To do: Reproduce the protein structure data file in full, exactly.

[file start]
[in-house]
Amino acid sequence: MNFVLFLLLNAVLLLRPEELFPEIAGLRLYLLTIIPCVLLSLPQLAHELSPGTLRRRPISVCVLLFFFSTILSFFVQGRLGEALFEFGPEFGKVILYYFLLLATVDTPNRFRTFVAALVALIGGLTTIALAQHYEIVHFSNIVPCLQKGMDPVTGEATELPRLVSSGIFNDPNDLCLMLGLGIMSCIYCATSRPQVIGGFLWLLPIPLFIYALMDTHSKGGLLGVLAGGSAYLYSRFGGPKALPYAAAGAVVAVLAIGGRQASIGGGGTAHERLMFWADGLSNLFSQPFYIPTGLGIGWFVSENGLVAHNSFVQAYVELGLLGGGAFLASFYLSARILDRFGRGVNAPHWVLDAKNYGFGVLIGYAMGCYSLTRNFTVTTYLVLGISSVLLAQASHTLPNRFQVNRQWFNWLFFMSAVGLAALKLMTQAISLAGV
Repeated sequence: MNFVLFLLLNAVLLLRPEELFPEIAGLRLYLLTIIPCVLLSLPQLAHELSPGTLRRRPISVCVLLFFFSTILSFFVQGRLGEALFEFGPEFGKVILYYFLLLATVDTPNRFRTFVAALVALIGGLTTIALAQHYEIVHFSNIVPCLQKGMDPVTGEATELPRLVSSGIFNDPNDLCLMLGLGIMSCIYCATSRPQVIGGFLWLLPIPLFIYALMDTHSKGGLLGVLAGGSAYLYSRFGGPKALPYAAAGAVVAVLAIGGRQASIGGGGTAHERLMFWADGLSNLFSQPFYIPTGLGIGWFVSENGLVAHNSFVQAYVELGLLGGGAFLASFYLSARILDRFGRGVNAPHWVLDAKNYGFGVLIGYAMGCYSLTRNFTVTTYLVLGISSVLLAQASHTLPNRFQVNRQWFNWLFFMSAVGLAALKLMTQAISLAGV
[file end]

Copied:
[in-house]
Amino acid sequence: MNFVLFLLLNAVLLLRPEELFPEIAGLRLYLLTIIPCVLLSLPQLAHELSPGTLRRRPISVCVLLFFFSTILSFFVQGRLGEALFEFGPEFGKVILYYFLLLATVDTPNRFRTFVAALVALIGGLTTIALAQHYEIVHFSNIVPCLQKGMDPVTGEATELPRLVSSGIFNDPNDLCLMLGLGIMSCIYCATSRPQVIGGFLWLLPIPLFIYALMDTHSKGGLLGVLAGGSAYLYSRFGGPKALPYAAAGAVVAVLAIGGRQASIGGGGTAHERLMFWADGLSNLFSQPFYIPTGLGIGWFVSENGLVAHNSFVQAYVELGLLGGGAFLASFYLSARILDRFGRGVNAPHWVLDAKNYGFGVLIGYAMGCYSLTRNFTVTTYLVLGISSVLLAQASHTLPNRFQVNRQWFNWLFFMSAVGLAALKLMTQAISLAGV
Repeated sequence: MNFVLFLLLNAVLLLRPEELFPEIAGLRLYLLTIIPCVLLSLPQLAHELSPGTLRRRPISVCVLLFFFSTILSFFVQGRLGEALFEFGPEFGKVILYYFLLLATVDTPNRFRTFVAALVALIGGLTTIALAQHYEIVHFSNIVPCLQKGMDPVTGEATELPRLVSSGIFNDPNDLCLMLGLGIMSCIYCATSRPQVIGGFLWLLPIPLFIYALMDTHSKGGLLGVLAGGSAYLYSRFGGPKALPYAAAGAVVAVLAIGGRQASIGGGGTAHERLMFWADGLSNLFSQPFYIPTGLGIGWFVSENGLVAHNSFVQAYVELGLLGGGAFLASFYLSARILDRFGRGVNAPHWVLDAKNYGFGVLIGYAMGCYSLTRNFTVTTYLVLGISSVLLAQASHTLPNRFQVNRQWFNWLFFMSAVGLAALKLMTQAISLAGV